An Unprovoked Elephant Attack
A Personal Account by PH Nigel Archer
It was approx 16:00 hours when I spotted a trophy puku approximately 500 meters from my position. After checking the wind and ascertaining that there was a good chance of a successful hunt I explained to the client the situation, and it was decided to try and hunt the puku.
As is normal when hunting an antelope, I led the stalk with the client behind me and the gun bearer, who was carrying my gun, and the tracker following closely behind the client. Due to the fact that lion were often seen in the area, I chose to use a soft as my first round rather than a solid. The reasons for this are self explanatory; unless a precision shot is made on a charging lion, solids are useless as they provide very little stopping power.
The first part of the stalk took us down a gentle slope, through some open miombo woodland to an anthill. Once we got to the anthill, which we were using for cover, I glassed the area extensively looking for any dangerous obstacles, and also to locate the puku. The puku was amongst a number of other puku and various other species of game that were grazing on the open glade below.
After eventually pointing out the correct puku to the client, which was a task in itself as the client could not speak English, the client after looking at the puku through his scope decided that he would like us to try and get closer. Approximately 40 meters in front of the anthill was a band of elephant grass approximately 7 to 10 meters thick that surrounded the open glade to the east. To the south and southwest of the glade there are literally tens of thousands of acres of elephant grass.
We slowly made our way down to the band of elephant grass and walked through it, leaving a few feet of the elephant grass between ourselves and the puku to act as cover. Again with great difficulty due to the language barrier, I eventually explained to the client which was the correct puku. The client shot and missed. The client then proceeded to shoot another two times without any success. After the third shot I heard the gun bearer, Kiondo, shouting "Tembo, tembo." ("Elephant, elephant.") To my total and utter dismay, I saw Kiondo and the tracker about 40 meters away running down the gently sloping hill from the anthill. Leading the stalk, I had not noticed that they were not directly behind us. After stepping into the open I took the clients gun, as Kiondo had mine, and together with the client ran along the edge of the elephant grass trying to locate as to where Kiondo was going to break through the elephant grass. At this stage, due to the height of the elephant grass, I had still not seen the whereabouts of the elephant.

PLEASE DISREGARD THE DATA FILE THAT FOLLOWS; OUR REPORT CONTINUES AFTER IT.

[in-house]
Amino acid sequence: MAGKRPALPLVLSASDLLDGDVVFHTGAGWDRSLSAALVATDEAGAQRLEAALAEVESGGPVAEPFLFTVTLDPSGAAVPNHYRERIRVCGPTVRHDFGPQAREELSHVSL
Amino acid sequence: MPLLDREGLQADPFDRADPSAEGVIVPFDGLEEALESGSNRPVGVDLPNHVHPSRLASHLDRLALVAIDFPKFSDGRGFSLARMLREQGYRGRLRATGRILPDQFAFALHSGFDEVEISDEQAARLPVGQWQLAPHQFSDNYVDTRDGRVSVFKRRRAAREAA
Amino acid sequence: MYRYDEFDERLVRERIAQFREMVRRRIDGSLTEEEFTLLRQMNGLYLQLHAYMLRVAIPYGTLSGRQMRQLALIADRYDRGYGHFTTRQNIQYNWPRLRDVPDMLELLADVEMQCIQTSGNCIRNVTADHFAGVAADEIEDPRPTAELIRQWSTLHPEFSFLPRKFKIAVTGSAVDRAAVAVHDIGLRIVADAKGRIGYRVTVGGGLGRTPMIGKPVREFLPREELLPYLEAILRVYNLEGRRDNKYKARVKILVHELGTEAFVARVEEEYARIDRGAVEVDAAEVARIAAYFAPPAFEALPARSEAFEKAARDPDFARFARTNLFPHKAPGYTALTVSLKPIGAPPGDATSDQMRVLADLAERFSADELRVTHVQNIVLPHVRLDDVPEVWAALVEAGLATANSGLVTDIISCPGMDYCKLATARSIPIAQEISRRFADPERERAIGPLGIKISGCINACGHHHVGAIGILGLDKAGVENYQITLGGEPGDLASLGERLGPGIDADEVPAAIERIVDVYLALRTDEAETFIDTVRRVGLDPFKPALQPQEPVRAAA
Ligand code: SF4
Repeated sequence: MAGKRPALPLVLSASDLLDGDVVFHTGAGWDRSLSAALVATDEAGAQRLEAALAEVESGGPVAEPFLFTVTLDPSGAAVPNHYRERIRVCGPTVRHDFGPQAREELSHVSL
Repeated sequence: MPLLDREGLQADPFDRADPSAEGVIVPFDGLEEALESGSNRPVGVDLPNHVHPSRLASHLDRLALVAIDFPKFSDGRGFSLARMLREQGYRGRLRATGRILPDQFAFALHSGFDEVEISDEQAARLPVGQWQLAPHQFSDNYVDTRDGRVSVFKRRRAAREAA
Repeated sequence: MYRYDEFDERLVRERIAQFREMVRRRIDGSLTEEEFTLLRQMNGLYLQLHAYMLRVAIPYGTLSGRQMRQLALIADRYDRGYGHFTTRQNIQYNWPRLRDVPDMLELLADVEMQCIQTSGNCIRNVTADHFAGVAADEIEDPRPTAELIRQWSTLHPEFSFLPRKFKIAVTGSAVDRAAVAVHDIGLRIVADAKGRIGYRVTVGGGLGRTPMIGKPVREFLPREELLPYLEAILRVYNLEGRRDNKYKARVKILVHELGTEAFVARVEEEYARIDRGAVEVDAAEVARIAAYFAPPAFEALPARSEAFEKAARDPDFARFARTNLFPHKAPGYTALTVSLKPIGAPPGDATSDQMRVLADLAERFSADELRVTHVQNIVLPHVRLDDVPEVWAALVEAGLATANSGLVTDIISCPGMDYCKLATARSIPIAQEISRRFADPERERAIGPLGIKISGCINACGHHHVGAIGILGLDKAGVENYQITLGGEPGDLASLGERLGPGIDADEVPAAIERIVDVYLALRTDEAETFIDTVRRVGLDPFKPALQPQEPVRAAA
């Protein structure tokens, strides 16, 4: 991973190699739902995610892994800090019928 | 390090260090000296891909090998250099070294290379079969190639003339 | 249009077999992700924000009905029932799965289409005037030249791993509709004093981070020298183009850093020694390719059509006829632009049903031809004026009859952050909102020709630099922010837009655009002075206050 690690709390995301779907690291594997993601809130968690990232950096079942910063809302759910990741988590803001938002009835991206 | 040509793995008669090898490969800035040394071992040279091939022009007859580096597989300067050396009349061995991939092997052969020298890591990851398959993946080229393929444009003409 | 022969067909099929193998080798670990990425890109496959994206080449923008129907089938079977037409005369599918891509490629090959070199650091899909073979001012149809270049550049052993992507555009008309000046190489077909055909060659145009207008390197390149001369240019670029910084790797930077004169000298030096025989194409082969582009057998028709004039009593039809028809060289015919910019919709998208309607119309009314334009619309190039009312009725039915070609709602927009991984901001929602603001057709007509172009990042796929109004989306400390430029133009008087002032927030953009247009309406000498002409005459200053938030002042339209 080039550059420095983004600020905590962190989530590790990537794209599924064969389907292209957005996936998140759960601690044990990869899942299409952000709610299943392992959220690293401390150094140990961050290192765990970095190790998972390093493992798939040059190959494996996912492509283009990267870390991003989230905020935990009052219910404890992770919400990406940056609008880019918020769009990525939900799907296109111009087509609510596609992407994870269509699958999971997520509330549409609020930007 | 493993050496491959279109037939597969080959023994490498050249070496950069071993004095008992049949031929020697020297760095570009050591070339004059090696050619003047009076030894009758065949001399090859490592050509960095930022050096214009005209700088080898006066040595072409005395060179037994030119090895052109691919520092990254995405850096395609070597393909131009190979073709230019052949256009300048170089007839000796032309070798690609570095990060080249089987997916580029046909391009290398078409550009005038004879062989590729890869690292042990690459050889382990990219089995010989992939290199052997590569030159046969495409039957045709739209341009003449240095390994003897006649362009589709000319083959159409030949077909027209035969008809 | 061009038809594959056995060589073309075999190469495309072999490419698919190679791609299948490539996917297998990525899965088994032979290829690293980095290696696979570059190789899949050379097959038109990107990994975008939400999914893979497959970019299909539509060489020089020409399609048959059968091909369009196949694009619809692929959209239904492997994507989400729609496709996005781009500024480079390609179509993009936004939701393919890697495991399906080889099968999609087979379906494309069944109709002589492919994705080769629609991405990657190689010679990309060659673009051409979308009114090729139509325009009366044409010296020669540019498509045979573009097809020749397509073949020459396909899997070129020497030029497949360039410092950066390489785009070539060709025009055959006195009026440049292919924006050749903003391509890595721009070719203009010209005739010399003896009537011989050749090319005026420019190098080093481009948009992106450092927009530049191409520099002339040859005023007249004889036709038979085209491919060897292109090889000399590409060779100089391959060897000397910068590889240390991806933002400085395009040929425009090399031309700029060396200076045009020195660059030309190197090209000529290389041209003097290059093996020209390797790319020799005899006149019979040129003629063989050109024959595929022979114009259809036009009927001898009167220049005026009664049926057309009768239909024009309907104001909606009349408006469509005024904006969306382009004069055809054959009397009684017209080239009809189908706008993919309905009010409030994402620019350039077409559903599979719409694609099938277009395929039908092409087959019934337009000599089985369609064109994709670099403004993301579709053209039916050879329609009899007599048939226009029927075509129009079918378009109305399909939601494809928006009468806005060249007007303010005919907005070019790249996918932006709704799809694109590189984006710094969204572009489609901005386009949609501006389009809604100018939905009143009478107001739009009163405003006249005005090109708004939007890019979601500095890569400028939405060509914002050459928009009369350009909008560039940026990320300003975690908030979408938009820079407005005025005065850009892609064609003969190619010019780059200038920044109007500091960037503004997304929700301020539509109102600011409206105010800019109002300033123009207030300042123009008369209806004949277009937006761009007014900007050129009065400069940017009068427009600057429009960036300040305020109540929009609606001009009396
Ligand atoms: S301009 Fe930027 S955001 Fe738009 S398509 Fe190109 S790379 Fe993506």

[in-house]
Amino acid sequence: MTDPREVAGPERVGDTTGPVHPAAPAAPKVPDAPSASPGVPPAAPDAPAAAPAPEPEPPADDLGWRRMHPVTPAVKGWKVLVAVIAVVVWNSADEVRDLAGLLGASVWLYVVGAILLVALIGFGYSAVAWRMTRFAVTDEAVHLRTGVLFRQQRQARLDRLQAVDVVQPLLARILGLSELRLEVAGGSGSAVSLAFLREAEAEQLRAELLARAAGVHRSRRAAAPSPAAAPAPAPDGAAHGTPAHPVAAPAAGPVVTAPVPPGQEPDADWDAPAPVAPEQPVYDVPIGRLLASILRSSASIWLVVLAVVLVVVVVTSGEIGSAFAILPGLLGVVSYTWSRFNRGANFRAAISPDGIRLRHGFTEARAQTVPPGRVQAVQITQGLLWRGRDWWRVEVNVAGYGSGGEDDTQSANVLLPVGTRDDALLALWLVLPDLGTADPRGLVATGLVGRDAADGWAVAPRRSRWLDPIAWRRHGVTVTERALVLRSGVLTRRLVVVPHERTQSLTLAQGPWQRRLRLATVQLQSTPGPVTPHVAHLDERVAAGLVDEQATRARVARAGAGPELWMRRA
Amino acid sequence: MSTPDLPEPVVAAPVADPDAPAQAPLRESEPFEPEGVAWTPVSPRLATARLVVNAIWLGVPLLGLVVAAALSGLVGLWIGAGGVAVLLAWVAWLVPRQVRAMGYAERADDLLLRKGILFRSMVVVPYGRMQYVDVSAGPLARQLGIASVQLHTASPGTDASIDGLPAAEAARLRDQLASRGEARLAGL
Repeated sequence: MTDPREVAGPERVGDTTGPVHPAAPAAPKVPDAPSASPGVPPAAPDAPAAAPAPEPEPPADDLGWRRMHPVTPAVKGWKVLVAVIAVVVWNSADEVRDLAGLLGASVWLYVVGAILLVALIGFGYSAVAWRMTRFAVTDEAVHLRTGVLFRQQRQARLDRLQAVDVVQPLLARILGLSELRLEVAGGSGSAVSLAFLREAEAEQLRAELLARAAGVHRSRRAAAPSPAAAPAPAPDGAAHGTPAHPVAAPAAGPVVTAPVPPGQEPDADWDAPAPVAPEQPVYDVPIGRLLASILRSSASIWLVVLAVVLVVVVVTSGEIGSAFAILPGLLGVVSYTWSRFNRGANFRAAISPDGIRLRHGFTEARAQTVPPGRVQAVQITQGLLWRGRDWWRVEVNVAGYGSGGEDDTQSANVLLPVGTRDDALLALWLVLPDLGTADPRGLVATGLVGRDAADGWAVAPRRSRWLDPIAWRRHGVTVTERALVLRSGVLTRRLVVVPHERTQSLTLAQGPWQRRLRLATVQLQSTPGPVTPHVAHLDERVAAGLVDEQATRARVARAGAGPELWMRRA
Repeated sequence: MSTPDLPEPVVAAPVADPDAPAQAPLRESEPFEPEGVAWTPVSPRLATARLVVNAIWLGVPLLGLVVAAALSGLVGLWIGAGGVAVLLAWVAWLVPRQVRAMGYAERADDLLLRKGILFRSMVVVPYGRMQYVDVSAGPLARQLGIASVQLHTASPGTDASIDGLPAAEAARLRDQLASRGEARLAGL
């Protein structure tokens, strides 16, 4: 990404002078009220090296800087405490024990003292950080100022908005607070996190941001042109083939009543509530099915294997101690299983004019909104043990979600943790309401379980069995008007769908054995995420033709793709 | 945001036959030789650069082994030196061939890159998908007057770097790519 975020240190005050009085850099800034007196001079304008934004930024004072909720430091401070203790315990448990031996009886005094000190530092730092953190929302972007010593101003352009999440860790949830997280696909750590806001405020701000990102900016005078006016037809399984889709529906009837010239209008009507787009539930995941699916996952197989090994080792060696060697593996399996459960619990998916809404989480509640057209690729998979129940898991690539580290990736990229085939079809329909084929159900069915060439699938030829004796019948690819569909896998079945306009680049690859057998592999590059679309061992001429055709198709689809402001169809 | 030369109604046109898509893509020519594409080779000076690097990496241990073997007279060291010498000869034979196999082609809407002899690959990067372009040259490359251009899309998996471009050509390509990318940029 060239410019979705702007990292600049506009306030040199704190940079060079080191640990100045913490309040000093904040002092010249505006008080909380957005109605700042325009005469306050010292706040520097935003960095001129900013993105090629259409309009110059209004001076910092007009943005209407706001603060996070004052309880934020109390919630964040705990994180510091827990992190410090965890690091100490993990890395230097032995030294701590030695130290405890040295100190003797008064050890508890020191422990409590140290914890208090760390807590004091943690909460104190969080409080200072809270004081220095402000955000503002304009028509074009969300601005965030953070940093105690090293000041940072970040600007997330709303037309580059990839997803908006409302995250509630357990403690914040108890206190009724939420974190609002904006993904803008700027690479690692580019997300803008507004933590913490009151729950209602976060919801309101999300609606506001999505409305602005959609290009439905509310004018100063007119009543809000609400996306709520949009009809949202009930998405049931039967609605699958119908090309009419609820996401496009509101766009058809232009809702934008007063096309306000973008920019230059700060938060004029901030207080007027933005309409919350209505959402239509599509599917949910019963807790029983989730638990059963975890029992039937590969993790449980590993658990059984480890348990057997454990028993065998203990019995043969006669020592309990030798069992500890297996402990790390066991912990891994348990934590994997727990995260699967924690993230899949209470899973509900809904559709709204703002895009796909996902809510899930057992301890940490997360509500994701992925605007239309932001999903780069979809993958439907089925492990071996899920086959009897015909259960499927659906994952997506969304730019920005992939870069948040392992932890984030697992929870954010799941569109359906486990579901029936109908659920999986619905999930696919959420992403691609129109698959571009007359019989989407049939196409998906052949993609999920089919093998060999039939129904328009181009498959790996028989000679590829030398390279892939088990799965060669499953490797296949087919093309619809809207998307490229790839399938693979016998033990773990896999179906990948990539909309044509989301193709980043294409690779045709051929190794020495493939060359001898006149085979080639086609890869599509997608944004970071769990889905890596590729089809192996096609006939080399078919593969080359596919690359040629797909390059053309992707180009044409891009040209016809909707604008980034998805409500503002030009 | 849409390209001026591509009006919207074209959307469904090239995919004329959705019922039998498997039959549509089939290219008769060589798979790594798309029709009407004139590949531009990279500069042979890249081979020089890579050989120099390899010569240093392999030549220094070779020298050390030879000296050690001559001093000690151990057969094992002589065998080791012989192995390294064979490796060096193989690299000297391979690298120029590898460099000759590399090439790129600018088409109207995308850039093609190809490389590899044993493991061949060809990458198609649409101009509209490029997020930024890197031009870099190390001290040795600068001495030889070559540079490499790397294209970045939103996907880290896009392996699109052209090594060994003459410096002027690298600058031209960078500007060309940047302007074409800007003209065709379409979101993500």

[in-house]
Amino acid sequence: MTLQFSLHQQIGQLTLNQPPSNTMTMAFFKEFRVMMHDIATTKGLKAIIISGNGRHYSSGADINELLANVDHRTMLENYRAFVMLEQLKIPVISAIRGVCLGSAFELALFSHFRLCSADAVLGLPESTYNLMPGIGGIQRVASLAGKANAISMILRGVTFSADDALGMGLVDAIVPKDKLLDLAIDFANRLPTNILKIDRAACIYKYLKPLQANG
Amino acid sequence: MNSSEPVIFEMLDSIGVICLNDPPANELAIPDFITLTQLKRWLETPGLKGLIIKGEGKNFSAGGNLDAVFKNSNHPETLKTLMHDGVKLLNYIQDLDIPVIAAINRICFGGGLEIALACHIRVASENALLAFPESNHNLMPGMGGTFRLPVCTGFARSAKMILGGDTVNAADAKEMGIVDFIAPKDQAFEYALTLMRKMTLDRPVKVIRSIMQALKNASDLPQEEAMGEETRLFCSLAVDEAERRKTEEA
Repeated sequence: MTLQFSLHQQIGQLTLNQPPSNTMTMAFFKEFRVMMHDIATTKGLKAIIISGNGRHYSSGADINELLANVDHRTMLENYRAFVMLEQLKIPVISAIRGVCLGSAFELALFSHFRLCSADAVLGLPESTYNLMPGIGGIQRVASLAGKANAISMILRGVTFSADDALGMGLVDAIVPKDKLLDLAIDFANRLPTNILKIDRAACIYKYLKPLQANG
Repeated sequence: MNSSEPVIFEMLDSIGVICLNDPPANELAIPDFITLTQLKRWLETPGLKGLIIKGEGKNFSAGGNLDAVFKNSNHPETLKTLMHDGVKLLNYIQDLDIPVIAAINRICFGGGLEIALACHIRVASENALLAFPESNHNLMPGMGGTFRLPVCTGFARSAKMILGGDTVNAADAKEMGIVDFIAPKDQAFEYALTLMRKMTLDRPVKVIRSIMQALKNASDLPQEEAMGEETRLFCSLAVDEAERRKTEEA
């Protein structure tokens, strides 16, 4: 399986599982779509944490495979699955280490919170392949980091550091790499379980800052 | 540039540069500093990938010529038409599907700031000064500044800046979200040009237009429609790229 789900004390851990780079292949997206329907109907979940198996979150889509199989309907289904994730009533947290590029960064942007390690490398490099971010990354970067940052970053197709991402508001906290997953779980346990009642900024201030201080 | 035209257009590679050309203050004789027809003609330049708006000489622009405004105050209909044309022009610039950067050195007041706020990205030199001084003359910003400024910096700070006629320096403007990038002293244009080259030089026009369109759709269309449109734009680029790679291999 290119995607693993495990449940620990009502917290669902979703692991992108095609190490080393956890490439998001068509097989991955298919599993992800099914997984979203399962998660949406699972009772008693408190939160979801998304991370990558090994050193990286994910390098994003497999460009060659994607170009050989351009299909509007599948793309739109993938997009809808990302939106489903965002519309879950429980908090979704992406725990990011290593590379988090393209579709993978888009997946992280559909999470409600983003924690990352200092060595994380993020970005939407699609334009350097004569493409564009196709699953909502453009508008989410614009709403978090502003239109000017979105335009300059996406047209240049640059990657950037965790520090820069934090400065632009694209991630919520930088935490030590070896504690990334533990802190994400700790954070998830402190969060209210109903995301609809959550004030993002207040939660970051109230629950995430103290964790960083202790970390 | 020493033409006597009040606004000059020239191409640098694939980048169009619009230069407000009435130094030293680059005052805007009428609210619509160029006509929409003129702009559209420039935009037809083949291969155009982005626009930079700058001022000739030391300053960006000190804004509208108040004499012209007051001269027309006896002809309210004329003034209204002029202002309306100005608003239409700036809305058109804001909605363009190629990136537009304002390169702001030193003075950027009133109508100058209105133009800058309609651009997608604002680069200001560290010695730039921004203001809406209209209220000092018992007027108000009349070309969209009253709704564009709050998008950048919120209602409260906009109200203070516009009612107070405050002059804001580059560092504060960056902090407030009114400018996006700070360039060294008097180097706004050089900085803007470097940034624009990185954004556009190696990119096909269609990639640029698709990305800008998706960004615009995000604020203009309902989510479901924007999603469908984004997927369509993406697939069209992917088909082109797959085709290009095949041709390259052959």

Suddenly, Kiondo broke through the elephant grass. I handed the client back his gun, took mine from Kiondo and upon looking up saw the charging elephant literally 10 meters in front of me blasting out of the elephant grass. The elephant was in full charge, totally silent, head forward, trunk twisted up and ears stuck firmly to the side of her head. These are all signs of a full-on charge, i.e do not hesitate to shoot.
I literally only had time to shoulder my gun and fire. The shot looked good; however, obviously on an elephant frontal head shot, using a Hornady soft, I did not get the penetration required in order to hit the brain. Before I knew it, the elephant knocked me flying, presumably with her trunk. My gun went one way and I went the other.
I managed to get up, tried to dodge the oncoming elephant, lost my footing in a hole and fell over. The elephant then immediately dropped onto her knees and tried to crush me into the ground with the bone on the top of her trunk. I put my legs up to try and push myself away and prevent my upper body from going under her massive head. While I was on my back with my legs pushing against her head one of her tusks pierced the top of my thigh and consequently went deep into my left buttock. I instantly lost all strength in this leg, and it got trapped and crushed under the elephant's head.
From the side of the elephant's head I could see the client, gun bearer and tracker, who had exploded from the scene, standing approximately 150 meters away. I shouted to the client to shoot and could see him fiddling around with his gun. After shouting for about a third time, an ineffective shot was fired. The elephant eventually released my leg. I rolled over and over very quickly, got up and staggered about 10 meters. The elephant then got up and ran away into the elephant grass.
My leg was bleeding profusely, and we used the client's belt as a tourniquet, which the client put on, and it actually worked very well. Thanks to Miombo's fantastic organization, I was flown out to Dar es Salaam and transferred to the hospital where I underwent immediate provisional surgery.
Just to put the record straight, it was miraculous that I am still here to tell the tale. I still do have my leg, and I am looking forwards to being active in the hunting world in the not-too-distant future.